What’s going to happen if we enter a period of recession with negative interest rates?
Right now, traditional economic indicators say the U.S. economy is doing pretty well. We have historically low unemployment, consumers are spending money, and houses are being built. Interest rates are usually lowered when the economy isn’t doing so well. So what is going to happen if interest rates keep getting lower and lower and we enter into a period of recession?
Interest rate cuts are kind of like a drug that stimulates the economy. The U.S., and the rest of the world, is addicted to economic growth. Interest rate cuts and currency devaluation are part of the fuel that leads to economic growth. Usually when the economy is doing well, interest rates (and inflation) are higher; when the economy starts contracting, interest rates are lowered. The world has become so addicted to economic growth that we are now seeing low interest rates and currency devaluation even when times are relatively good. If we enter a period of recession and interest rates are already very low or negative, there might not be any room to make further cuts.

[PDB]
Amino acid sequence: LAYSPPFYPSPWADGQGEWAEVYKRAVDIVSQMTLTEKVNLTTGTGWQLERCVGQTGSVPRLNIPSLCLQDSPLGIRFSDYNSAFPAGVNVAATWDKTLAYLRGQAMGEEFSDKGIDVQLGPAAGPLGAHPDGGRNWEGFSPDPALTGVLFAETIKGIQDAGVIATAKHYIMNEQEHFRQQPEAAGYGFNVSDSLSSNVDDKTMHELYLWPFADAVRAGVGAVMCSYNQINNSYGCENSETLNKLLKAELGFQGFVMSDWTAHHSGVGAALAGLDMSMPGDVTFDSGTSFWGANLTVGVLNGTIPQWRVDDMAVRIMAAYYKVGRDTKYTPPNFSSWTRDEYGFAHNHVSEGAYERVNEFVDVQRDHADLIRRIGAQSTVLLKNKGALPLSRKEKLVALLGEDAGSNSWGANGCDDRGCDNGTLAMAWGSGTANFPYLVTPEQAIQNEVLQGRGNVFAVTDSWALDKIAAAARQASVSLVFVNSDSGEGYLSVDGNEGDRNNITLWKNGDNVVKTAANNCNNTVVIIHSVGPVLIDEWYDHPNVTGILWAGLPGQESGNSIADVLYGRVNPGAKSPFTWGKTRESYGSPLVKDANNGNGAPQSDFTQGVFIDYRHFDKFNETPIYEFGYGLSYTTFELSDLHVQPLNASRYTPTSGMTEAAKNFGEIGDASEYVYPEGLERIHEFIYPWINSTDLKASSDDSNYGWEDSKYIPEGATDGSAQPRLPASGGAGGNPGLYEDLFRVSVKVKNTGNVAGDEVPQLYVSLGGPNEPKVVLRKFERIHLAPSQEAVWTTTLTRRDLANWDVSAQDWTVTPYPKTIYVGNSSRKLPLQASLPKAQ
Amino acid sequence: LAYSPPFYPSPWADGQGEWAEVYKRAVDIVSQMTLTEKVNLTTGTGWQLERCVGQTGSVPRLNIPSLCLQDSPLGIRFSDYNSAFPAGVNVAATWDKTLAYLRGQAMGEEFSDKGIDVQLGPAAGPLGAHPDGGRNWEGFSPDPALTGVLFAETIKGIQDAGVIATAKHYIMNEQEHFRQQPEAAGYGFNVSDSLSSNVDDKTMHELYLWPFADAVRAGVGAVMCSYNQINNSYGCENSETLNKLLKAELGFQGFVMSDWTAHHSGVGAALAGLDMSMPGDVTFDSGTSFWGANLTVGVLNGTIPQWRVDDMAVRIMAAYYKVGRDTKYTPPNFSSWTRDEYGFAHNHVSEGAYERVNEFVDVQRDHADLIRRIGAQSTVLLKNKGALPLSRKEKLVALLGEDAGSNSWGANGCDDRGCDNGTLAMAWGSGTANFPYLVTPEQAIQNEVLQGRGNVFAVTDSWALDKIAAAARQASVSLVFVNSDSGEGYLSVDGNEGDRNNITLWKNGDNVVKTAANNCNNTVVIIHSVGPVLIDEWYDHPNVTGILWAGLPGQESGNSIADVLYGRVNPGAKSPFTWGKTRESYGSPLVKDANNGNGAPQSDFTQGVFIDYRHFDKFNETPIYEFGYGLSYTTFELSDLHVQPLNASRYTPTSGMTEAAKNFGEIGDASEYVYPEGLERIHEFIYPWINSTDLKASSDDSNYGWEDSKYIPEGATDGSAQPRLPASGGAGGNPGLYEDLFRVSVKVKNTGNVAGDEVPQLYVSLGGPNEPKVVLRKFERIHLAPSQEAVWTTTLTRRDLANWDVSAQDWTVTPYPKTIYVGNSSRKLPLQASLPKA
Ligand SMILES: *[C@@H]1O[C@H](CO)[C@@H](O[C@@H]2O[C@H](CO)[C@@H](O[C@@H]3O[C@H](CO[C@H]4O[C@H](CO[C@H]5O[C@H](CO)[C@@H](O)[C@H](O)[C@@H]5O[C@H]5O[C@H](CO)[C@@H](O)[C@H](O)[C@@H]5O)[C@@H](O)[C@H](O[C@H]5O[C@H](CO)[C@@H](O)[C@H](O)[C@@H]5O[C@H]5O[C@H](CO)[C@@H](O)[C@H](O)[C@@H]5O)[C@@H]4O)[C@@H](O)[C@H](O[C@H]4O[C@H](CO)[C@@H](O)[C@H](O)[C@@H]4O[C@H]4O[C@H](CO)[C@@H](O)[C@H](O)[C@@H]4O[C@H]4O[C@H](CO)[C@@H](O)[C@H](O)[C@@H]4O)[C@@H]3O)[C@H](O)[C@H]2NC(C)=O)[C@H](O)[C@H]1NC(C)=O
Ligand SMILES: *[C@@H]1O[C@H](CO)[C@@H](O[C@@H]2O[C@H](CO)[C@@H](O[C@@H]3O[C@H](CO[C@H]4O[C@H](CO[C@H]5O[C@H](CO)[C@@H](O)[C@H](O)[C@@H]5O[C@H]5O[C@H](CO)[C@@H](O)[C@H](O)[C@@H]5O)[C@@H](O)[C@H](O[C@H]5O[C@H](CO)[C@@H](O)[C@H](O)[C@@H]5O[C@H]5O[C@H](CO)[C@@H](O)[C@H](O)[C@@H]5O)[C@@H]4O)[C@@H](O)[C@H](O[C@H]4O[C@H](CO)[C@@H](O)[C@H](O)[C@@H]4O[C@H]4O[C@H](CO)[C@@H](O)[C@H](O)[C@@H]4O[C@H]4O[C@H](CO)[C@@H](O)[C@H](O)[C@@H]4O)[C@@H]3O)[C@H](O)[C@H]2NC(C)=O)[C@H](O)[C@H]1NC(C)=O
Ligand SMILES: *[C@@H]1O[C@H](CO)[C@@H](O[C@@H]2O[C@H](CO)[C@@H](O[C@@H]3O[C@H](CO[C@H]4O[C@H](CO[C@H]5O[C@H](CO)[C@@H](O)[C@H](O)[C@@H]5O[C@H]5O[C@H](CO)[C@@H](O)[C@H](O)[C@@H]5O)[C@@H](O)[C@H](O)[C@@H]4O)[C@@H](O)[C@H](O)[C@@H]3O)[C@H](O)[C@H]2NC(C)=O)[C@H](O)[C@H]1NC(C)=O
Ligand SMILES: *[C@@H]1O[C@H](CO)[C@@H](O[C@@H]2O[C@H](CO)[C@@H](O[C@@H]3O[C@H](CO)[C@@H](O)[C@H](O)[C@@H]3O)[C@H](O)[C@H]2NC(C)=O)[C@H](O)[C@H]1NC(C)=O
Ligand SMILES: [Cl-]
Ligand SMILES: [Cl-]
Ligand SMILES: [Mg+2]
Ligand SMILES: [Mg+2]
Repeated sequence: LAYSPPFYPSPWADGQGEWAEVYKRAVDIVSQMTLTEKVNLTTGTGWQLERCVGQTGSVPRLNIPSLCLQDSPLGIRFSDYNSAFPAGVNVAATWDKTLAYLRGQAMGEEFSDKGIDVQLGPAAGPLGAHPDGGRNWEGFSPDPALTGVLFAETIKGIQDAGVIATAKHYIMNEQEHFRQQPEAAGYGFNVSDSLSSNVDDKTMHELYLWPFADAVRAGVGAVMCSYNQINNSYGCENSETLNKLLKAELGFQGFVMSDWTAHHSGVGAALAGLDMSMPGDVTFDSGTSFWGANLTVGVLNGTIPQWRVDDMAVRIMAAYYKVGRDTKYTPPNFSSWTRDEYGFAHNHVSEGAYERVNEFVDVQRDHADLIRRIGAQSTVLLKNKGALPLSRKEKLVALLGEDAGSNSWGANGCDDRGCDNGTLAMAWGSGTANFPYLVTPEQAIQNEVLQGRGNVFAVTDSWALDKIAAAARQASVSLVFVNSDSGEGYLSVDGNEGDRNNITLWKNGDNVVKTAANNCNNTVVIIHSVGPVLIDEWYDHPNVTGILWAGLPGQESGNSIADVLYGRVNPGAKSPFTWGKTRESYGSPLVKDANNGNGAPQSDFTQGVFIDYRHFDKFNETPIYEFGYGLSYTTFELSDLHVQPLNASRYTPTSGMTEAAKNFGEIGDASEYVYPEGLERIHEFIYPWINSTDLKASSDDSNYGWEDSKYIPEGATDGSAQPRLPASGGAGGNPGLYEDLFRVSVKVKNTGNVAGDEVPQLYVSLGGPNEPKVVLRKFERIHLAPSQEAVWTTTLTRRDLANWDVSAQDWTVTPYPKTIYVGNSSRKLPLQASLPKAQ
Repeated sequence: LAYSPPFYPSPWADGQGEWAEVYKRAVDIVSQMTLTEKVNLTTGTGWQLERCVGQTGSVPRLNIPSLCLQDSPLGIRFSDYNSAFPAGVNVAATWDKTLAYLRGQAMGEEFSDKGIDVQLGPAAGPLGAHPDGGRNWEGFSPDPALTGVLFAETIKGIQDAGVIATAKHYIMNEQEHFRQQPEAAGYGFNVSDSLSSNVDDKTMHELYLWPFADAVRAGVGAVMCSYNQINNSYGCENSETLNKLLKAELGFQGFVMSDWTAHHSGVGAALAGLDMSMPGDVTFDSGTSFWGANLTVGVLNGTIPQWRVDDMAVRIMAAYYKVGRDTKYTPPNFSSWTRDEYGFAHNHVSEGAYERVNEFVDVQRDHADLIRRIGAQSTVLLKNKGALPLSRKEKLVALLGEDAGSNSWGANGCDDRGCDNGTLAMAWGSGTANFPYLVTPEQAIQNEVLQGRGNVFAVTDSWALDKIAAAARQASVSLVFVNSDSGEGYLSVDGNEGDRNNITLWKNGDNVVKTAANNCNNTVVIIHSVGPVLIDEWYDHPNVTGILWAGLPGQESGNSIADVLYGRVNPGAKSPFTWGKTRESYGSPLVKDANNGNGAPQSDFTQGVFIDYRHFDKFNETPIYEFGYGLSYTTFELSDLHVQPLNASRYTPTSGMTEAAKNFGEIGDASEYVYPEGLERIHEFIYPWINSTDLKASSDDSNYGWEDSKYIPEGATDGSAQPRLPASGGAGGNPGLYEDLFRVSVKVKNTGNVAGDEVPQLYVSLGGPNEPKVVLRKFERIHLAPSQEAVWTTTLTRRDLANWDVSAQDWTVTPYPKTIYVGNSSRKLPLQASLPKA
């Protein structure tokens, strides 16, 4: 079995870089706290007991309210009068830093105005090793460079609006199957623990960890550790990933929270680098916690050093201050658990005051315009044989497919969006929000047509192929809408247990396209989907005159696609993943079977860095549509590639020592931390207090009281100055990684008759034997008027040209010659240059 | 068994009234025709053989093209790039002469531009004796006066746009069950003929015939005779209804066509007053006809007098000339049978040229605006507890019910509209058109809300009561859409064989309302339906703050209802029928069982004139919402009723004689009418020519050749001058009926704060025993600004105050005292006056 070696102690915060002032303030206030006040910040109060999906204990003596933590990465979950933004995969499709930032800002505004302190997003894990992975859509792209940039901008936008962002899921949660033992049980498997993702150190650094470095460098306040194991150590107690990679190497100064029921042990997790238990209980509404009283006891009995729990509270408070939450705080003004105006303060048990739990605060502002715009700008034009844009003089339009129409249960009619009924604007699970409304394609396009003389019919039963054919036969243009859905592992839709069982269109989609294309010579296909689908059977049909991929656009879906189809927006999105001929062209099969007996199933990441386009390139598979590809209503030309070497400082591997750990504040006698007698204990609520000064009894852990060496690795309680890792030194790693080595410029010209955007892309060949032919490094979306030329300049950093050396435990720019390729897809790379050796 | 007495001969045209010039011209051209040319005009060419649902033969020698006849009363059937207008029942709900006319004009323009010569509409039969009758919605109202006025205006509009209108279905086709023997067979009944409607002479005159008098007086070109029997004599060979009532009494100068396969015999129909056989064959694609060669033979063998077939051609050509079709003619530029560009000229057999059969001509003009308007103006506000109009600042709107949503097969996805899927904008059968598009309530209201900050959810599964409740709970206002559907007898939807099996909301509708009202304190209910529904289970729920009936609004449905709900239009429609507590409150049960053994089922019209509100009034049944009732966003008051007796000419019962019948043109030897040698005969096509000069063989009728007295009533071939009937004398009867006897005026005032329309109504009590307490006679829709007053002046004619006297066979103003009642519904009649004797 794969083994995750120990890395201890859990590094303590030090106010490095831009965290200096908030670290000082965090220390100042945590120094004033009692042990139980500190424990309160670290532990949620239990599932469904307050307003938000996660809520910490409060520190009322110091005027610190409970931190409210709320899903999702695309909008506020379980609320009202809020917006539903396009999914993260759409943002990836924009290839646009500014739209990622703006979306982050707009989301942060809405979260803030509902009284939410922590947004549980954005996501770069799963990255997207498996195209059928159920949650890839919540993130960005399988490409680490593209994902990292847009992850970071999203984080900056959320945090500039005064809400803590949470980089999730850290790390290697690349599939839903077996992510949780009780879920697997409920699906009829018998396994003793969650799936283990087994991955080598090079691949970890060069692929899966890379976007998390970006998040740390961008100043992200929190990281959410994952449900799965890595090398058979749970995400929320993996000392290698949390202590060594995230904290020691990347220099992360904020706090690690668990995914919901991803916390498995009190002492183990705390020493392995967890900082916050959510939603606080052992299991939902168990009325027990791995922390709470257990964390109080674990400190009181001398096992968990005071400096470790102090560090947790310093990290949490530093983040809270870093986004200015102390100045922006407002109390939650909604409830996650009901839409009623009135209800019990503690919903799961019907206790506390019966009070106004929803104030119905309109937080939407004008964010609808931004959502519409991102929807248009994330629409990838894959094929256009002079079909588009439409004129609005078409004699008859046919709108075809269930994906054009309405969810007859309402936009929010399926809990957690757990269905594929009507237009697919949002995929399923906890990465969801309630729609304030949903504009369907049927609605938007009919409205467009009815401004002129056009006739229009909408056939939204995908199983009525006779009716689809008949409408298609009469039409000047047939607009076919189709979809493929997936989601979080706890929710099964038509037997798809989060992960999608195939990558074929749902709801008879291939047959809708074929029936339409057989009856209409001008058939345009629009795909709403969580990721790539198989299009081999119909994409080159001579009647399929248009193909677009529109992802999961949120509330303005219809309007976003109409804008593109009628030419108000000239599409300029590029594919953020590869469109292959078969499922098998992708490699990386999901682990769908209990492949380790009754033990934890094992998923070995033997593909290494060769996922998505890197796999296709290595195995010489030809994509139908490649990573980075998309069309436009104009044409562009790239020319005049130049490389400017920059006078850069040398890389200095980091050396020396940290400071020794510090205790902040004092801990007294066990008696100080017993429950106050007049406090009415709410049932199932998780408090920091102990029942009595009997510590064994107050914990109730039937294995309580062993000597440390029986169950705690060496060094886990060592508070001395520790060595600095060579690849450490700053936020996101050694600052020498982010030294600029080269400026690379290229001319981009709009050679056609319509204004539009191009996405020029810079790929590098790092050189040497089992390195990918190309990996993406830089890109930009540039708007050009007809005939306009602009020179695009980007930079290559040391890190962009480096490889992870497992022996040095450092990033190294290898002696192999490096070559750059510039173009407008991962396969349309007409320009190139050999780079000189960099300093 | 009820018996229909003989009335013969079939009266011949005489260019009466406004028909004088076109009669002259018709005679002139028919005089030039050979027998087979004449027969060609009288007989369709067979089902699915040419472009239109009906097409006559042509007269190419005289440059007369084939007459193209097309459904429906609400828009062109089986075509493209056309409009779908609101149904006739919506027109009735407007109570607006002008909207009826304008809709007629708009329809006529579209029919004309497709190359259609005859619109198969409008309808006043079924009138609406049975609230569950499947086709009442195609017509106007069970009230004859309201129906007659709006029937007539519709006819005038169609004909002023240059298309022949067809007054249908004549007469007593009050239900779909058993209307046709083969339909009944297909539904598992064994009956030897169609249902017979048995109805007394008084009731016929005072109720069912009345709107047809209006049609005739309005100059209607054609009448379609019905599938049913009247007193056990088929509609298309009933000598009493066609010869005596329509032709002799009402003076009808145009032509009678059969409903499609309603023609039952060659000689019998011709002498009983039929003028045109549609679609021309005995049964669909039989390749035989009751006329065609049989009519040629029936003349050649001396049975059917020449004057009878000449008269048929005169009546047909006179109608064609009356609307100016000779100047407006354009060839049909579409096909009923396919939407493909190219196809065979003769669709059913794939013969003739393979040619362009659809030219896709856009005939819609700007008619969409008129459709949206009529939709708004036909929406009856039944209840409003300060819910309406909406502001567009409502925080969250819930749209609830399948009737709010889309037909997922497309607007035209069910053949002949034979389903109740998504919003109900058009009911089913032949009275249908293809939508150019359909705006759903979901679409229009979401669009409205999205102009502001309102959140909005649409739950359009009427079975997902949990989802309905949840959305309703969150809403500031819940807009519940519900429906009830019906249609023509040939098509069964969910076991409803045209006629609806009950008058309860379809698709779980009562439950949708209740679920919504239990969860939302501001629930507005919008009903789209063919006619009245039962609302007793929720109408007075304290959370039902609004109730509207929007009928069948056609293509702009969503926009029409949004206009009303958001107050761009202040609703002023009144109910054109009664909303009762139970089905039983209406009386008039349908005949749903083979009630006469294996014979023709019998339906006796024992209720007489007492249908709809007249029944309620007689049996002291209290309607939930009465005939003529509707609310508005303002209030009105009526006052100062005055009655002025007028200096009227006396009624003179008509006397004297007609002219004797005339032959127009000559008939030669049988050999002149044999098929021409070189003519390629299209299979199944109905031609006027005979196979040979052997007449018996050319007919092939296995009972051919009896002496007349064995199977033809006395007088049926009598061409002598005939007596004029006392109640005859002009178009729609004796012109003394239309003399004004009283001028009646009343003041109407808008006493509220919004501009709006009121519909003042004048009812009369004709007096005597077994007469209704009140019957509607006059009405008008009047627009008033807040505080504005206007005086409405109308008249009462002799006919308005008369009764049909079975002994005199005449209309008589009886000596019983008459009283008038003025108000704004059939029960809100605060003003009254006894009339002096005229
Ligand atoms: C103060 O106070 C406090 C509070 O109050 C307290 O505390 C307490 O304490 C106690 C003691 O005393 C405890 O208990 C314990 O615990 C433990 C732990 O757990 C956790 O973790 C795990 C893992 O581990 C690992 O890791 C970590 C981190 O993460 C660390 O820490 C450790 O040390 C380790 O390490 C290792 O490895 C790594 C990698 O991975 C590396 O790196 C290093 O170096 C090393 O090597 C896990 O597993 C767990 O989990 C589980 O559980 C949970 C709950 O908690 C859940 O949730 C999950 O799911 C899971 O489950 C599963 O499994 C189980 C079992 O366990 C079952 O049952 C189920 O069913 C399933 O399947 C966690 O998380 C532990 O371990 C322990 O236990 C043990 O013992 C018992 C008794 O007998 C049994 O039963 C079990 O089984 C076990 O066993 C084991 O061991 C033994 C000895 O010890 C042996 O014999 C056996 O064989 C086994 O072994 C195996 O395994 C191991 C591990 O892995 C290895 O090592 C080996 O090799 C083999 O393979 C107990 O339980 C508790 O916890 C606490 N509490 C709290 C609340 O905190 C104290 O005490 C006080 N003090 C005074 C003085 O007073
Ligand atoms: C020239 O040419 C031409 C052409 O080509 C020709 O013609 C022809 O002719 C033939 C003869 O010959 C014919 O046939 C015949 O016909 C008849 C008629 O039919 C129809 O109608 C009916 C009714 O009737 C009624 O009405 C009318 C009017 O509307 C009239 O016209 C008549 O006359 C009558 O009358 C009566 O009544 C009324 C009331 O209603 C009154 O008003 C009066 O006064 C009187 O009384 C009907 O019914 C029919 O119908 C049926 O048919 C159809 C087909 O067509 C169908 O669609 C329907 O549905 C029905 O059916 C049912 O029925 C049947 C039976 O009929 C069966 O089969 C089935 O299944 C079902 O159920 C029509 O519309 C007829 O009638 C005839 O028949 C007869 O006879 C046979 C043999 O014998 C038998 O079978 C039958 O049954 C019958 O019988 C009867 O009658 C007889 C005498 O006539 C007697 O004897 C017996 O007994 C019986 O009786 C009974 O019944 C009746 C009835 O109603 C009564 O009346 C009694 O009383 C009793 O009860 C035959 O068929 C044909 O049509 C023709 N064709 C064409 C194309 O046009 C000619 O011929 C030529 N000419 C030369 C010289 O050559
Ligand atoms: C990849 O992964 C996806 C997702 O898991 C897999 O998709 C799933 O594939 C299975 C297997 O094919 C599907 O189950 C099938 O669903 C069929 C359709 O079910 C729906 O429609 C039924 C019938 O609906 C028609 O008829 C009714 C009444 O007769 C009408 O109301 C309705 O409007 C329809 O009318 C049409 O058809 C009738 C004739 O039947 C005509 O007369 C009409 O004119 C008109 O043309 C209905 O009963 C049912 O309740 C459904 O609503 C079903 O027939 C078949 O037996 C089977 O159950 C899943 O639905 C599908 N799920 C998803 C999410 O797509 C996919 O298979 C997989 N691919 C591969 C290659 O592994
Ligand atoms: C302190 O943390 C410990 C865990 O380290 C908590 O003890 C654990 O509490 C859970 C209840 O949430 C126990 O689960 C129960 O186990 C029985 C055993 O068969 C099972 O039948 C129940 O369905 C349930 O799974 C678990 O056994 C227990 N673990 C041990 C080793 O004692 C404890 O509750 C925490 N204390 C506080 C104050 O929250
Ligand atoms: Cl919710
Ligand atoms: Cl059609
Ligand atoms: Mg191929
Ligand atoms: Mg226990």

This could be problematic. If we enter a recession with already low interest rates, do rates get cut more? Is there a limit to how low interest rates can go? There is going to be a breaking point, we just don’t know where that point is at. We’ve never seen negative interest rates before, so part of the world is already in uncharted territory. At some point, something in the financial system is going to break. Interest rates can’t keep going down forever. If interest rates get low enough and banks charge people to keep their money in a bank, people might start keeping all their money under the mattress, or convert all their fiat currency to cryptocurrency.